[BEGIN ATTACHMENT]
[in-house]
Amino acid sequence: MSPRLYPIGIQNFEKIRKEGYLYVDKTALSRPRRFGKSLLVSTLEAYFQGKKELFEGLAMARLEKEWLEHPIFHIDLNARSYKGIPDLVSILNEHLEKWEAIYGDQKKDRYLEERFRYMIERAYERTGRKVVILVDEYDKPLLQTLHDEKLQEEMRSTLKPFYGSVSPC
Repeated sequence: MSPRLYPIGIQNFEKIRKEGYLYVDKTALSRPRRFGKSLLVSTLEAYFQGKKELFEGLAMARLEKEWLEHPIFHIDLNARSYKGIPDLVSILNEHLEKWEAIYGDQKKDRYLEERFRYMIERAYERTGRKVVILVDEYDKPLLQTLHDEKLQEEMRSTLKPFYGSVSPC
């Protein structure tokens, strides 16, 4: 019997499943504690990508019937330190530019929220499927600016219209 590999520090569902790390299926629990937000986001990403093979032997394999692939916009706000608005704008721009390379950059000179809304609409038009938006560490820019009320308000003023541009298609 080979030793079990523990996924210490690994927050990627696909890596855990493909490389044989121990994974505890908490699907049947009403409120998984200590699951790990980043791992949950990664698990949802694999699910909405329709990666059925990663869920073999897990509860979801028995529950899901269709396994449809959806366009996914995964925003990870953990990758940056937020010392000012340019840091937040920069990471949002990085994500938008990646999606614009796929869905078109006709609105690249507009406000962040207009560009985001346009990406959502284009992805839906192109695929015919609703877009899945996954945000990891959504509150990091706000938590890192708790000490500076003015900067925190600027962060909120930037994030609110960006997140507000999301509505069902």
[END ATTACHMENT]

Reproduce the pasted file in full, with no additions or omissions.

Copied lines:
[in-house]
Amino acid sequence: MSPRLYPIGIQNFEKIRKEGYLYVDKTALSRPRRFGKSLLVSTLEAYFQGKKELFEGLAMARLEKEWLEHPIFHIDLNARSYKGIPDLVSILNEHLEKWEAIYGDQKKDRYLEERFRYMIERAYERTGRKVVILVDEYDKPLLQTLHDEKLQEEMRSTLKPFYGSVSPC
Repeated sequence: MSPRLYPIGIQNFEKIRKEGYLYVDKTALSRPRRFGKSLLVSTLEAYFQGKKELFEGLAMARLEKEWLEHPIFHIDLNARSYKGIPDLVSILNEHLEKWEAIYGDQKKDRYLEERFRYMIERAYERTGRKVVILVDEYDKPLLQTLHDEKLQEEMRSTLKPFYGSVSPC
């Protein structure tokens, strides 16, 4: 019997499943504690990508019937330190530019929220499927600016219209 590999520090569902790390299926629990937000986001990403093979032997394999692939916009706000608005704008721009390379950059000179809304609409038009938006560490820019009320308000003023541009298609 080979030793079990523990996924210490690994927050990627696909890596855990493909490389044989121990994974505890908490699907049947009403409120998984200590699951790990980043791992949950990664698990949802694999699910909405329709990666059925990663869920073999897990509860979801028995529950899901269709396994449809959806366009996914995964925003990870953990990758940056937020010392000012340019840091937040920069990471949002990085994500938008990646999606614009796929869905078109006709609105690249507009406000962040207009560009985001346009990406959502284009992805839906192109695929015919609703877009899945996954945000990891959504509150990091706000938590890192708790000490500076003015900067925190600027962060909120930037994030609110960006997140507000999301509505069902």